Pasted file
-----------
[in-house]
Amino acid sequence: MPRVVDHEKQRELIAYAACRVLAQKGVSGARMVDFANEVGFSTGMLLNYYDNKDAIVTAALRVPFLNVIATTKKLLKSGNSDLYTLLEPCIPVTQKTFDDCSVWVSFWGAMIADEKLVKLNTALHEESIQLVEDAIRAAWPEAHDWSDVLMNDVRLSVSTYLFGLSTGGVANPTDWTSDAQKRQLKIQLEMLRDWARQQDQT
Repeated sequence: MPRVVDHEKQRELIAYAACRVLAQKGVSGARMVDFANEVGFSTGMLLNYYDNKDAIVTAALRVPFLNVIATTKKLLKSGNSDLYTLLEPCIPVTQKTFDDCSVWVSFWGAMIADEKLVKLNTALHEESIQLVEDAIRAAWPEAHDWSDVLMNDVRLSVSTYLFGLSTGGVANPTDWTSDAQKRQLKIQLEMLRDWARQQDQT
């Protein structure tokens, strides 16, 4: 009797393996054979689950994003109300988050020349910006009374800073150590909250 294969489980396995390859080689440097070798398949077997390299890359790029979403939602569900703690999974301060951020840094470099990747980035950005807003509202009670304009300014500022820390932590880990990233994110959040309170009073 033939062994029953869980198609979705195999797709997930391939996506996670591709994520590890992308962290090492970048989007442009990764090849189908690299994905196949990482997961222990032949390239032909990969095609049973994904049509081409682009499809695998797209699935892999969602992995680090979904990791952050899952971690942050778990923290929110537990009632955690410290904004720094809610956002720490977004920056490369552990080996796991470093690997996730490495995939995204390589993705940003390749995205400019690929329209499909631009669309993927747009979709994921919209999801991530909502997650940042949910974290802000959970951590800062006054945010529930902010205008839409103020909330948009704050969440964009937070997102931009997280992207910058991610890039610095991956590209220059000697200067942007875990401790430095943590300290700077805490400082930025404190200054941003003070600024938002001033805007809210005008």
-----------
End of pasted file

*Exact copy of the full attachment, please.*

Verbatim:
[in-house]
Amino acid sequence: MPRVVDHEKQRELIAYAACRVLAQKGVSGARMVDFANEVGFSTGMLLNYYDNKDAIVTAALRVPFLNVIATTKKLLKSGNSDLYTLLEPCIPVTQKTFDDCSVWVSFWGAMIADEKLVKLNTALHEESIQLVEDAIRAAWPEAHDWSDVLMNDVRLSVSTYLFGLSTGGVANPTDWTSDAQKRQLKIQLEMLRDWARQQDQT
Repeated sequence: MPRVVDHEKQRELIAYAACRVLAQKGVSGARMVDFANEVGFSTGMLLNYYDNKDAIVTAALRVPFLNVIATTKKLLKSGNSDLYTLLEPCIPVTQKTFDDCSVWVSFWGAMIADEKLVKLNTALHEESIQLVEDAIRAAWPEAHDWSDVLMNDVRLSVSTYLFGLSTGGVANPTDWTSDAQKRQLKIQLEMLRDWARQQDQT
């Protein structure tokens, strides 16, 4: 009797393996054979689950994003109300988050020349910006009374800073150590909250 294969489980396995390859080689440097070798398949077997390299890359790029979403939602569900703690999974301060951020840094470099990747980035950005807003509202009670304009300014500022820390932590880990990233994110959040309170009073 033939062994029953869980198609979705195999797709997930391939996506996670591709994520590890992308962290090492970048989007442009990764090849189908690299994905196949990482997961222990032949390239032909990969095609049973994904049509081409682009499809695998797209699935892999969602992995680090979904990791952050899952971690942050778990923290929110537990009632955690410290904004720094809610956002720490977004920056490369552990080996796991470093690997996730490495995939995204390589993705940003390749995205400019690929329209499909631009669309993927747009979709994921919209999801991530909502997650940042949910974290802000959970951590800062006054945010529930902010205008839409103020909330948009704050969440964009937070997102931009997280992207910058991610890039610095991956590209220059000697200067942007875990401790430095943590300290700077805490400082930025404190200054941003003070600024938002001033805007809210005008």